The issue of unfair competition is of course determined by the law of Illinois. We discussed in some detail our interpretation of the Illinois law in connection with a trade-mark and unfair competition case in Independent Nail & Packing Co., Inc. v. Stronghold Screw Products, Inc., supra. It would unduly extend this opinion to repeat what we said there. Suffice it to say that in our opinion the plaintiff has proved its contention of unfair competition.
Defendant complains of the imposition of $1,500 punitive damages, and that it is required to pay $1,500 attorney fees to plaintiff.
We do not think this is a case where punitive damages should have been allowed. Before filing this suit plaintiff did not notify defendant that it was infringing its trade-marks or that plaintiff charged it with unfair competition. Immediately upon the commencement of this suit defendant ceased the use of 'Tub Cove' and the use of the bull's-eye design. The trial court stated that any profits defendant had made were very nominal and that he doubted if plaintiff's damages would exceed $500.
In a case of willful and wanton infringement the trial court has discretion to award punitive damages, but such damages should only be awarded in extreme cases, Aladdin Mfg. Co. v. Mantle Lamp Co. of America, 7 Cir.,116 F.2d 708, 716; such damages 'are not a favorite in law,' Id., 116 F.2d at page 717. See: Post v. Buck's Stove & Range Co., 8 Cir., 200 F. 918, 43 L.R.A.,N.S., 498. Here the validity of the mark 'Tub-Kove' and whether any secondary meaning had attached to that mark were close questions. That defendant had used entirely different colors on its package than plaintiff had used was a mitigating consideration. Although plaintiff is entitled to an injunction, as determined by the trial court, we think it an abuse of discretion to have allowed punitive damages, and the judgment will be modified by eliminating the allowance of $1,500 as punitive damages.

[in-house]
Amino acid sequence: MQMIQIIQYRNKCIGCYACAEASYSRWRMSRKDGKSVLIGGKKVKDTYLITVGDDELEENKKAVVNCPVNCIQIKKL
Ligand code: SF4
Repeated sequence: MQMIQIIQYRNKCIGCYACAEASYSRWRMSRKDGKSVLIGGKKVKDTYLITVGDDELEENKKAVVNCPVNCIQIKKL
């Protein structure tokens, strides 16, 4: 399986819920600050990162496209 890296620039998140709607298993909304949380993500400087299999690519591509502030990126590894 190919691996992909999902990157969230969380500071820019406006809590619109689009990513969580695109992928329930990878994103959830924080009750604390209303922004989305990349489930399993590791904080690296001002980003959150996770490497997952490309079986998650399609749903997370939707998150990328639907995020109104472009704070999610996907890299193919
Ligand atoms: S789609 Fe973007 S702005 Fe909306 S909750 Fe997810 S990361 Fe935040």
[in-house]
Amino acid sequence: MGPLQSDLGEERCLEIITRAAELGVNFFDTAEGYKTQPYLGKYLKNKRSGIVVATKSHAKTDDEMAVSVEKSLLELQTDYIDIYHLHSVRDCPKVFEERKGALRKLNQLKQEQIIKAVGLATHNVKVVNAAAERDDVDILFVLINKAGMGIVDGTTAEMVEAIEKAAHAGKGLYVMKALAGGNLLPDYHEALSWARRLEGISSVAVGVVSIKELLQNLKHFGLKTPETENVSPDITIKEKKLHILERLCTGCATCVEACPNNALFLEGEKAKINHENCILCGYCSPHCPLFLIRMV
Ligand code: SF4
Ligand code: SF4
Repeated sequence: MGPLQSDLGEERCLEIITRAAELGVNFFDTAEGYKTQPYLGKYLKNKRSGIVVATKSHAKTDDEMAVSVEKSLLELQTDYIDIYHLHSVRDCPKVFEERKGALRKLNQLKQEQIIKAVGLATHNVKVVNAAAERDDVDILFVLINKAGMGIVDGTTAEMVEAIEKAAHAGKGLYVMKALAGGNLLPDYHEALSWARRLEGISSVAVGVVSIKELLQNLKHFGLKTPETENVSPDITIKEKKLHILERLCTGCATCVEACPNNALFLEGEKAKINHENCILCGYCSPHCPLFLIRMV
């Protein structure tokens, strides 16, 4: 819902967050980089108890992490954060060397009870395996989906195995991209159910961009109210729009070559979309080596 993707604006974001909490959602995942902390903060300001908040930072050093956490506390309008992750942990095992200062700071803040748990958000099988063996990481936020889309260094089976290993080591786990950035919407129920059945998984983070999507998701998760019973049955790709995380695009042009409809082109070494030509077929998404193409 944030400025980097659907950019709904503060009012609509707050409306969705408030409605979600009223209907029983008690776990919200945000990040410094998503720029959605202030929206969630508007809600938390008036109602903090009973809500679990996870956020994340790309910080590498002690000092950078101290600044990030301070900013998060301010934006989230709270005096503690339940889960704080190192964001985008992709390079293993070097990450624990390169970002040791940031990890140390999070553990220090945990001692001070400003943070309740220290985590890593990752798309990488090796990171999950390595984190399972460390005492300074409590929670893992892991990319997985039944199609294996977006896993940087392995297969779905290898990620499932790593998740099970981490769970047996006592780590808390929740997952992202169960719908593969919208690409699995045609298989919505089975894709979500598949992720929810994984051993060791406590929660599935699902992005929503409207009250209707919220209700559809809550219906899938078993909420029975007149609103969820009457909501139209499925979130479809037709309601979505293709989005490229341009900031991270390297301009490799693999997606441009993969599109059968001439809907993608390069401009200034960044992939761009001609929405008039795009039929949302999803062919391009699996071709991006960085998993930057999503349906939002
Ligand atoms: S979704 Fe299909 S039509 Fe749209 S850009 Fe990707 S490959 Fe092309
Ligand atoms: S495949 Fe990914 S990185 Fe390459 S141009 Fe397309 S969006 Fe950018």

The allowance of $1,500 attorney fees is in a somewhat different category. As pointed out by this court, in the Aladdin case, supra, 116 F.2d at page 717, 'Counsel's fees necessitated by the tort have been said in some instances to be recoverable as a part of the compensatory damages and in other cases as a part of exemplary damages.' In the case at bar the trial court assessed only a part of the attorney fees incurred by plaintiff in this action. We think the allowance of $1,500 to cover part of plaintiff's litigation expenses was proper as compensatory damages.
The judgment will be modified by striking therefrom the assessment of $1,500 as punitive damages, and as thus modified is affirmed.